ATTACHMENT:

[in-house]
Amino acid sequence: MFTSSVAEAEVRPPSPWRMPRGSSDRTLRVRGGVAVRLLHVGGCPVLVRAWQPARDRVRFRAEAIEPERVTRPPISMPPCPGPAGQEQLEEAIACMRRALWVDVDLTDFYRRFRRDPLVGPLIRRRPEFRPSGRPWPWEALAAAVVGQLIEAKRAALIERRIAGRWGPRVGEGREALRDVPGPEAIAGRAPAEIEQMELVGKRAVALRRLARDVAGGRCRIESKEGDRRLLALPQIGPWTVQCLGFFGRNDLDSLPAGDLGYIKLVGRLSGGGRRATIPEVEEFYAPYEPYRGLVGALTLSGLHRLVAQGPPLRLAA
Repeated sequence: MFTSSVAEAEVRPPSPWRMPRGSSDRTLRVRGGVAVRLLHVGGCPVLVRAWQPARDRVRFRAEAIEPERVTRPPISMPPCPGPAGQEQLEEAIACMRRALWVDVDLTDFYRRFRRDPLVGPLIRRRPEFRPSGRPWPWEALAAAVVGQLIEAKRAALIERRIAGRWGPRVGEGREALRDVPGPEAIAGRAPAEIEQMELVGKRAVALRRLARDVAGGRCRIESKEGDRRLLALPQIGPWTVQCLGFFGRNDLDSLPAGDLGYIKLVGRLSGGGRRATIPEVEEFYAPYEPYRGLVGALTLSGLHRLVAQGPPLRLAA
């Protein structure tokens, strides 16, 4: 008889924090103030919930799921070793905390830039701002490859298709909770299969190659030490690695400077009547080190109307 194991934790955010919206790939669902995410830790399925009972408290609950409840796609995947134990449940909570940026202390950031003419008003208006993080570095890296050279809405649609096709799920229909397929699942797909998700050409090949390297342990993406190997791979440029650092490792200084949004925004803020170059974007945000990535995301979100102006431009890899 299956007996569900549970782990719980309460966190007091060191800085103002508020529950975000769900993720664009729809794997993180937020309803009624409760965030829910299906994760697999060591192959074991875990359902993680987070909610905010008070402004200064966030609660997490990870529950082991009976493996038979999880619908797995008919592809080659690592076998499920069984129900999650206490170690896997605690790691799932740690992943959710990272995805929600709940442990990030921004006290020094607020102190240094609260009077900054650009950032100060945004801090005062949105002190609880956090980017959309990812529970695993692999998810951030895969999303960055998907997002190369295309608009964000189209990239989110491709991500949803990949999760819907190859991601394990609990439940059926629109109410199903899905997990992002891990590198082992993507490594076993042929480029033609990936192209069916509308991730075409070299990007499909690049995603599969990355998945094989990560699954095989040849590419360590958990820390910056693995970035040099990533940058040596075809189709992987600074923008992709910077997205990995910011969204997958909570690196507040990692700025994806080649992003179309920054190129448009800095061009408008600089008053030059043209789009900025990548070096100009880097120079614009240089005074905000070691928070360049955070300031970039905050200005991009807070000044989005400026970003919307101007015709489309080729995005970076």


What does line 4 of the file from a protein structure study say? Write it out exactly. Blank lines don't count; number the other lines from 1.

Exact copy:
């Protein structure tokens, strides 16, 4: 008889924090103030919930799921070793905390830039701002490859298709909770299969190659030490690695400077009547080190109307 194991934790955010919206790939669902995410830790399925009972408290609950409840796609995947134990449940909570940026202390950031003419008003208006993080570095890296050279809405649609096709799920229909397929699942797909998700050409090949390297342990993406190997791979440029650092490792200084949004925004803020170059974007945000990535995301979100102006431009890899 299956007996569900549970782990719980309460966190007091060191800085103002508020529950975000769900993720664009729809794997993180937020309803009624409760965030829910299906994760697999060591192959074991875990359902993680987070909610905010008070402004200064966030609660997490990870529950082991009976493996038979999880619908797995008919592809080659690592076998499920069984129900999650206490170690896997605690790691799932740690992943959710990272995805929600709940442990990030921004006290020094607020102190240094609260009077900054650009950032100060945004801090005062949105002190609880956090980017959309990812529970695993692999998810951030895969999303960055998907997002190369295309608009964000189209990239989110491709991500949803990949999760819907190859991601394990609990439940059926629109109410199903899905997990992002891990590198082992993507490594076993042929480029033609990936192209069916509308991730075409070299990007499909690049995603599969990355998945094989990560699954095989040849590419360590958990820390910056693995970035040099990533940058040596075809189709992987600074923008992709910077997205990995910011969204997958909570690196507040990692700025994806080649992003179309920054190129448009800095061009408008600089008053030059043209789009900025990548070096100009880097120079614009240089005074905000070691928070360049955070300031970039905050200005991009807070000044989005400026970003919307101007015709489309080729995005970076």